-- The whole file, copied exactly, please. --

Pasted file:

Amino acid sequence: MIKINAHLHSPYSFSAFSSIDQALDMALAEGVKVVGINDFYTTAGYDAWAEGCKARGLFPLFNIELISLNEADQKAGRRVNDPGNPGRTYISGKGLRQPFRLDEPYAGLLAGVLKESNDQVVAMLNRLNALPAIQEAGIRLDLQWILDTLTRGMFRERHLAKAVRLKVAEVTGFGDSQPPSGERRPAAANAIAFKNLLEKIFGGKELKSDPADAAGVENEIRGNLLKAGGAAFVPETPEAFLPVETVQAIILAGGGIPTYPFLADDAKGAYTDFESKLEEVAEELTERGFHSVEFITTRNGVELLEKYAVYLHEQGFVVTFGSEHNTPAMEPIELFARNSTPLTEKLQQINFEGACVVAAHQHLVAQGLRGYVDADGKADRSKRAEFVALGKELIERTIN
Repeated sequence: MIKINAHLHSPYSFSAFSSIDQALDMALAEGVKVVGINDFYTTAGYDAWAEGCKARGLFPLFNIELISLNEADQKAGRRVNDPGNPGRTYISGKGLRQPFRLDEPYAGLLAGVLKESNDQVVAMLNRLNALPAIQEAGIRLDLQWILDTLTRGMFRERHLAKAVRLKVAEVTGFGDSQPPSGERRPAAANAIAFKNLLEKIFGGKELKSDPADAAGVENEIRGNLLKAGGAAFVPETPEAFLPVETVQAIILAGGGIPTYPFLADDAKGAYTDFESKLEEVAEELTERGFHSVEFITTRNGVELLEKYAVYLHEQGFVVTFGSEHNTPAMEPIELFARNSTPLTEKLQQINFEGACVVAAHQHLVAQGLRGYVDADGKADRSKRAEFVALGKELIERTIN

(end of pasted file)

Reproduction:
Amino acid sequence: MIKINAHLHSPYSFSAFSSIDQALDMALAEGVKVVGINDFYTTAGYDAWAEGCKARGLFPLFNIELISLNEADQKAGRRVNDPGNPGRTYISGKGLRQPFRLDEPYAGLLAGVLKESNDQVVAMLNRLNALPAIQEAGIRLDLQWILDTLTRGMFRERHLAKAVRLKVAEVTGFGDSQPPSGERRPAAANAIAFKNLLEKIFGGKELKSDPADAAGVENEIRGNLLKAGGAAFVPETPEAFLPVETVQAIILAGGGIPTYPFLADDAKGAYTDFESKLEEVAEELTERGFHSVEFITTRNGVELLEKYAVYLHEQGFVVTFGSEHNTPAMEPIELFARNSTPLTEKLQQINFEGACVVAAHQHLVAQGLRGYVDADGKADRSKRAEFVALGKELIERTIN
Repeated sequence: MIKINAHLHSPYSFSAFSSIDQALDMALAEGVKVVGINDFYTTAGYDAWAEGCKARGLFPLFNIELISLNEADQKAGRRVNDPGNPGRTYISGKGLRQPFRLDEPYAGLLAGVLKESNDQVVAMLNRLNALPAIQEAGIRLDLQWILDTLTRGMFRERHLAKAVRLKVAEVTGFGDSQPPSGERRPAAANAIAFKNLLEKIFGGKELKSDPADAAGVENEIRGNLLKAGGAAFVPETPEAFLPVETVQAIILAGGGIPTYPFLADDAKGAYTDFESKLEEVAEELTERGFHSVEFITTRNGVELLEKYAVYLHEQGFVVTFGSEHNTPAMEPIELFARNSTPLTEKLQQINFEGACVVAAHQHLVAQGLRGYVDADGKADRSKRAEFVALGKELIERTIN